The Hilltop Allergy Letter
Volume 20 Number 4
December 2019 – February 2020
We welcome all new and established patients to our newsletter. This is formulated four times a year to inform patients and the medical community with regard to new developments in asthma, allergies, and clinical immunology. Please feel free to take this home with you and share it with family and friends.
A Possible New Way To Decrease Cat Allergy By Treating Cats.
A very interesting study was recently completed regarding cat allergy. In this study, cats were treated with a protein to decrease the amount of allergenic chemicals they produce. This protein then worked to neutralize the allergen that cats make. Levels of allergen in cats were shown to be significantly reduced. Whether this allows cats to be less allergenic remains to be seen. These cats were not yet tested with highly cat allergic humans to see how these humans would respond to these cats.
Asthma Continues To Be A Significant Issue In Pregnancy.
A major study was recently completed regarding pregnant women with asthma. In this study of over 100,000 of pregnant women, 19% of the patients with asthma in this study had severe asthma. Only 40% of patients were listed as being adequately treated for their asthma with appropriate medications. Asthma medications are safe in pregnancy.
Any risks of using asthma medications in pregnancy are theoretical at best. However, uncontrolled asthma can be deadly in pregnancy. It should be noted that approximately one-third of women will have a worsening of their asthma with pregnancy and one-third will actually have an improvement in their asthma in pregnancy.
Postnasal Drip and Mucus From Milk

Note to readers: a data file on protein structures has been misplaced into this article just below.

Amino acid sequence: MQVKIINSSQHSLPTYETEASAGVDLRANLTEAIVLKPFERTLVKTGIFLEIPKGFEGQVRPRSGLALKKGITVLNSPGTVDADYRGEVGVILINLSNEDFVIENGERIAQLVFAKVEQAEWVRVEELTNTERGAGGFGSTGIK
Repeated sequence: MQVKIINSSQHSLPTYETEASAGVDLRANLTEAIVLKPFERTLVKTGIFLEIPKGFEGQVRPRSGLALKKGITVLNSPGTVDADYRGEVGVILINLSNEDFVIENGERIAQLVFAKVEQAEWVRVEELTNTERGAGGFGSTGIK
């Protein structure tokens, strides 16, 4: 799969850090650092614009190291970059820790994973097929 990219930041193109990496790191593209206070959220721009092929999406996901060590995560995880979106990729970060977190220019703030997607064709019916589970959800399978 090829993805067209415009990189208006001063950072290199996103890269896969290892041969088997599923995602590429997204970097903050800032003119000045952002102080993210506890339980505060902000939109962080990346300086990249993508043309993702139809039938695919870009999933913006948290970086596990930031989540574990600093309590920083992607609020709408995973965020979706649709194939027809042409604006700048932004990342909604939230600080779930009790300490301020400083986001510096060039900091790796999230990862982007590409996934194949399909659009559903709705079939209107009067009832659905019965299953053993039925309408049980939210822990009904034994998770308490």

A very interesting study was recently done to look at the effect of a dairy diet on postnasal drip and throat mucus production. Milk consumption has been reported for years to cause an increase in mucus of the throat. This has been labeled as the “milk mucus effect”. Limited studies have failed to confirm the existence of this effect. In this study, 108 subjects with the feeling of excess mucus production were studied. They kept a daily food and symptom diaries and mucus scores. After four days, they were put into two groups. One group would receive a daily milkshake of disguised soy milk or cow’s milk. One group would receive a daily milkshake of disguised soy milk. The other group would receive a milk shake of cow’s milk. The flavor was disguised and 70% of patients were unable to guess which group they were in. These patients were then watched and after one week the patients reported their symptoms of mucus.
In this study, a dairy free diet was associated with a significant decrease in self-reported levels of throat mucus. There is so far no good theory that can explain this. These patients are not considered allergic to milk. It could be that these symptoms actually represent some form of acid reflux from milk.
At the American College of Allergy, Asthma, and Immunology annual convention in November, an interesting presentation was given regarding the use of E-cigarettes. E-cigarette use is rising rapidly in teenagers and young adults. It is used more often in males than females. In a study looking at E-cigarette use versus cigarette use, mouth and throat irritation were more prevalent in the E-cigarette group. More nausea was noted in the nicotine group. Lower rates of cough and mucus production were noted in the E-cigarette groups. E-cigarettes were noted to be more effective for smoking cessation than nicotine replacement therapy.
The opinion of the presenters at this conference was that daily E-cigarette individuals were more likely to have quit smoking cigarettes or reduce the use of cigarettes compared to nonusers. E-cigarette users had a lower risk of wheezing and other lung problems compared to smokers. According to the presenters, although not recommended, E-cigarettes are preferable to smoking. Finally, the presenters remarked that recent concerns regarding E-cigarettes use and vaping with regard to deaths of individuals using these products seem to be associated with very toxic illegal substances being inhaled through these devices versus the act of vaping or E-cigarette use itself.